A beautiful winter day was perfect for appreciating the Lapland Buntings and the offshore scoter flock, this morning holding 12 Velvets.
The day started gloomy and got even worse, with light rain adding to misty conditions by late morning. The scoter flock was again close inshore, this time containing 16 Velvets, an adult drake Red-breasted Merganser flew by and 2 rather bedraggled Lapland Buntings were found on the beach near Prince’s accommodation block.
The scoter flock (at least 110 Commons and 12 Velvets) had acquired a Long-tailed Duck this morning, while the Whimbrel was heard again on New Downs, where the Scaup and the Goldeneye were still on the scrape and a Water Pipit was feeding on the flood, which also held 2 Caspian Gulls and a Yellow-legged Gull.
Calm and cloudless after overnight rain this morning’s excitements came largely from New Downs, where 460 Golden Plover and 1,300 Lapwings were reacting to the local Peregrine and a very late Whimbrel flew upriver with a Curlew, tittering like it had just heard a good joke about the cricket. The Estate was pretty quiet, though a Brambling was trapped – the first here for a few weeks. This rather excellent shot of a female Sparrowhawk was taken at Restharrow a couple of days ago, but it seems to be a daily visitor, clearly appreciated by the birds on the scrape.
The scoter flock continues to be the main event, showing well in the shallows not far off the beach, with other bits and pieces including 2 very close Sparrowhawks and an increase to 540 Teal on the scrape.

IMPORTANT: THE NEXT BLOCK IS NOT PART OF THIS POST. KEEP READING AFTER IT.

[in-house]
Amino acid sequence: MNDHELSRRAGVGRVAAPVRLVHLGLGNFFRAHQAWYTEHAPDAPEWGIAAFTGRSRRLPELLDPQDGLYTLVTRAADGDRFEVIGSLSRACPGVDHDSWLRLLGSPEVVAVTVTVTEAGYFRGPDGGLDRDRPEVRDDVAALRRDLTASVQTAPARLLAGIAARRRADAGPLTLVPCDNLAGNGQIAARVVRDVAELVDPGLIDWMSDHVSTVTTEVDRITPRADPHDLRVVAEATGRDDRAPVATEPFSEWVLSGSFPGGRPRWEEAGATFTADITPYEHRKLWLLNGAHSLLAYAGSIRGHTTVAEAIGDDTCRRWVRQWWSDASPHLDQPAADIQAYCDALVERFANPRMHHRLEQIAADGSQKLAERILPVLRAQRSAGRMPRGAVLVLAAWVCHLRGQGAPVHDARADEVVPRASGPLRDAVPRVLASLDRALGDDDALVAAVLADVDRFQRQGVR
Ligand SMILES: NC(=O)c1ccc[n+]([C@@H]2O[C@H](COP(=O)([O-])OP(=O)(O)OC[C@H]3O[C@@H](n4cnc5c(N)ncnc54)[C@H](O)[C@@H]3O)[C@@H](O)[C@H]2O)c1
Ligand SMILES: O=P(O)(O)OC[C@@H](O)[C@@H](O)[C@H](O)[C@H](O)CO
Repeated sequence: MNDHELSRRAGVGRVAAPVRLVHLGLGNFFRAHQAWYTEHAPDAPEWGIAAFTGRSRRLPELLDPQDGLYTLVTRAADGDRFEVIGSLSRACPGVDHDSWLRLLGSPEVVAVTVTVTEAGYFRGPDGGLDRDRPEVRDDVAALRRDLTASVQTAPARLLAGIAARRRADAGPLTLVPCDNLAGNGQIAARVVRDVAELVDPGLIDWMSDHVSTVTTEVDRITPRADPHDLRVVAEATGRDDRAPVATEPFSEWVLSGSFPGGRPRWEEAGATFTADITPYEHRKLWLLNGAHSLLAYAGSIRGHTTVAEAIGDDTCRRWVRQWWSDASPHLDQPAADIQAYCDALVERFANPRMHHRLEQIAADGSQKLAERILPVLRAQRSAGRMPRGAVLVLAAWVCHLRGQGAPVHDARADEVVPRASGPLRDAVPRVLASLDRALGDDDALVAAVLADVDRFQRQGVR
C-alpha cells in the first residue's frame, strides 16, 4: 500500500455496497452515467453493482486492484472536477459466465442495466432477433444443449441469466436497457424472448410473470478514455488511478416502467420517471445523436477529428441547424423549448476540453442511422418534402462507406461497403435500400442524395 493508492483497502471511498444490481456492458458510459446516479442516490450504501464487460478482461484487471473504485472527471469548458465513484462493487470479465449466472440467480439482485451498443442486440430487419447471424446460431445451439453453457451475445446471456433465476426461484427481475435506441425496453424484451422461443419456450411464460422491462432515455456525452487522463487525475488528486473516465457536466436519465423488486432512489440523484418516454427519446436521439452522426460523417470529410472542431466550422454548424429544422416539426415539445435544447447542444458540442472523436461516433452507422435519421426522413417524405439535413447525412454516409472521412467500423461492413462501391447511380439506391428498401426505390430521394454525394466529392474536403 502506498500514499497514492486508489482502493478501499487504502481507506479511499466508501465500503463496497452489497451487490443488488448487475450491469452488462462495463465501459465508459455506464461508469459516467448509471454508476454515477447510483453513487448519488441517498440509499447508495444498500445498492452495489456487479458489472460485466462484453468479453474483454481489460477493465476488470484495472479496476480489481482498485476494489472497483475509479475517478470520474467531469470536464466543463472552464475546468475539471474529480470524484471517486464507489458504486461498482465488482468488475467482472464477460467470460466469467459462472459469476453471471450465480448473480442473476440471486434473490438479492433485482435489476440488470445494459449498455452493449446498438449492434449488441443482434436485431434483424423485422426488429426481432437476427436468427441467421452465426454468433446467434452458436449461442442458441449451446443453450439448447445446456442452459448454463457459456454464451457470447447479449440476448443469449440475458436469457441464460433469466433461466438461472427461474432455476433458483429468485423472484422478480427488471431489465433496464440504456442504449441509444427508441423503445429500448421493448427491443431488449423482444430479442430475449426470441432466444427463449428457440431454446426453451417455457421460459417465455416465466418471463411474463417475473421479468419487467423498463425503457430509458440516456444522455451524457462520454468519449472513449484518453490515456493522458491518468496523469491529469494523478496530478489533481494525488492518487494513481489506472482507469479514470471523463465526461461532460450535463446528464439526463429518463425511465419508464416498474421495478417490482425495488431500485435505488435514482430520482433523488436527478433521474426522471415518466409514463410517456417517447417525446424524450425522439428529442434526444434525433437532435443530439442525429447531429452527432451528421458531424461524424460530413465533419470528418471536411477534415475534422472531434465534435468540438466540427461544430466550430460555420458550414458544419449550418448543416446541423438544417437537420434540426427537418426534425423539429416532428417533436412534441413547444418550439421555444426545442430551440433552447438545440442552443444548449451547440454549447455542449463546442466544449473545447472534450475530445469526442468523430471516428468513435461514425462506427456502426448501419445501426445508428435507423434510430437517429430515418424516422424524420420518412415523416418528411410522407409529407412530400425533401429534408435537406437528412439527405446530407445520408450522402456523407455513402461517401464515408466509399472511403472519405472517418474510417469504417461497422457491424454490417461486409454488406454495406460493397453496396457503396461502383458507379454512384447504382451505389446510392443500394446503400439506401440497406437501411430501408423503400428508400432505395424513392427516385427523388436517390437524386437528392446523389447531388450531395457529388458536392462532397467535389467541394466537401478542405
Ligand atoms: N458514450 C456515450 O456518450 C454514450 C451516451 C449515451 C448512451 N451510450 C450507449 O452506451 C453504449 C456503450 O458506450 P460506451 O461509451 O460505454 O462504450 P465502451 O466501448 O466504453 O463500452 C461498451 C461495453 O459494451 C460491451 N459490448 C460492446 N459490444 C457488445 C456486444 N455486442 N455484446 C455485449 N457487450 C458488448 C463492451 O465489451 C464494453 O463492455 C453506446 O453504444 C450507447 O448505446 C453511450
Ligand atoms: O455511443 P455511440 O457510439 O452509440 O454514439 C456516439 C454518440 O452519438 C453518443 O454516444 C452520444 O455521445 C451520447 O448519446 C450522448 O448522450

A Dante-esque sunrise was the only bright spot in an otherwise overcast morning on which most interest was again offshore. 129 Common and 6 Velvet Scoter were floating about opposite the golf course and in an unexpected spell of phalacrocoractivity at least 48 Cormorants flew downchannel in just under an hour, with 44 Great Crested Grebes and 4 Red-throated Divers on the sea.
What a difference a day makes! Cloudy with a light SW breeze and a starting temperature ten degrees higher than yesterday, it was ideal for counting the scoter flock in the bay, which consisted of 142 Common and 13 Velvets, while over 90 Great Crested Grebes were also present. On New Downs, the female Scaup was still on Backsand and at least 2 Peregrines, 2 Marsh Harriers and a Buzzard were kicking about, putting at least 500 Golden Plovers and 1,400 Lapwings to flight for much of the time.
Another frosty start was made even more testing by fog that descended around dawn and did not clear until late morning. Nevertheless, a young male Black Redstart was found along the shore, 4 Stonechats were present and a Little Owl was provoking a bunch of Chaffinches, Blackbirds and Dunnocks in the Whitehouse.
A fairly soporific weekend was nevertheless notable for further reports of 2 Jack Snipe on the scrape and a Dartford Warbler along the beach, whose popularity will doubtless increase by leaps and bounds in just under four weeks’ time. As for this morning, a heavy frost had frozen much of the scrape, but a Water Rail and at least one Jack Snipe showed again, 2 Chiffchaffs were in the gullies and just after mid day a party of 11 White-fronted Geese flew on to the fields just south of the Chequers.
No frost this morning, just a gloomy, grey morning on which a walk over Worth turned up increased numbers of thrushes, confirming the impression that the recent cold snap induced a fresh influx. At least 450 Fieldfares were present, with 70 or so Blackbirds and around 40 Redwings, while the best of the rest were a Sparrowhawk and an adult male Marsh Harrier.
Bright and frosty again, though not as intensely so as yesterday, some bits and pieces offshore included 8 Gadwall, 41 Common Scoter and 16 Knot, while 2 Crossbills and a few Siskins flew N and a Woodcock was flushed from the gullies. Of particular note was a Tawny Owl, calling from the Elms at dusk.